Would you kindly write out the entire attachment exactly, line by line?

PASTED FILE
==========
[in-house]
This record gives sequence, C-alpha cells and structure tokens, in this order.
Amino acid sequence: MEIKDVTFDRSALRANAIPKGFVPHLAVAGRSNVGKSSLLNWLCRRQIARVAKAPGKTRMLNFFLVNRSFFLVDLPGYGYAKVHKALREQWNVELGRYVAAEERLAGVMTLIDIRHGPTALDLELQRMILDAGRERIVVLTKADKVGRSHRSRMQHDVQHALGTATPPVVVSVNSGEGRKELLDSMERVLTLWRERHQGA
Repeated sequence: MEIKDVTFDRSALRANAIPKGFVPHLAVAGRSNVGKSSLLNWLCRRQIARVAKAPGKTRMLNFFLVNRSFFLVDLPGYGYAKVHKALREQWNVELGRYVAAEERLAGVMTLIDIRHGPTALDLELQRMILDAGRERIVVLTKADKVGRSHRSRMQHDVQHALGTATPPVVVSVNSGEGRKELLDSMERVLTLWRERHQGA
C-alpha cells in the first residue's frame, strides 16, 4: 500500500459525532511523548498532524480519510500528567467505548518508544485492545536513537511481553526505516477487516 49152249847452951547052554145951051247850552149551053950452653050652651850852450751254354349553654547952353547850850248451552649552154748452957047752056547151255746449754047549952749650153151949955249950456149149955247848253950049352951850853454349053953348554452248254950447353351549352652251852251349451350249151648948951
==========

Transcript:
[in-house]
This record gives sequence, C-alpha cells and structure tokens, in this order.
Amino acid sequence: MEIKDVTFDRSALRANAIPKGFVPHLAVAGRSNVGKSSLLNWLCRRQIARVAKAPGKTRMLNFFLVNRSFFLVDLPGYGYAKVHKALREQWNVELGRYVAAEERLAGVMTLIDIRHGPTALDLELQRMILDAGRERIVVLTKADKVGRSHRSRMQHDVQHALGTATPPVVVSVNSGEGRKELLDSMERVLTLWRERHQGA
Repeated sequence: MEIKDVTFDRSALRANAIPKGFVPHLAVAGRSNVGKSSLLNWLCRRQIARVAKAPGKTRMLNFFLVNRSFFLVDLPGYGYAKVHKALREQWNVELGRYVAAEERLAGVMTLIDIRHGPTALDLELQRMILDAGRERIVVLTKADKVGRSHRSRMQHDVQHALGTATPPVVVSVNSGEGRKELLDSMERVLTLWRERHQGA
C-alpha cells in the first residue's frame, strides 16, 4: 500500500459525532511523548498532524480519510500528567467505548518508544485492545536513537511481553526505516477487516 49152249847452951547052554145951051247850552149551053950452653050652651850852450751254354349553654547952353547850850248451552649552154748452957047752056547151255746449754047549952749650153151949955249950456149149955247848253950049352951850853454349053953348554452248254950447353351549352652251852251349451350249151648948951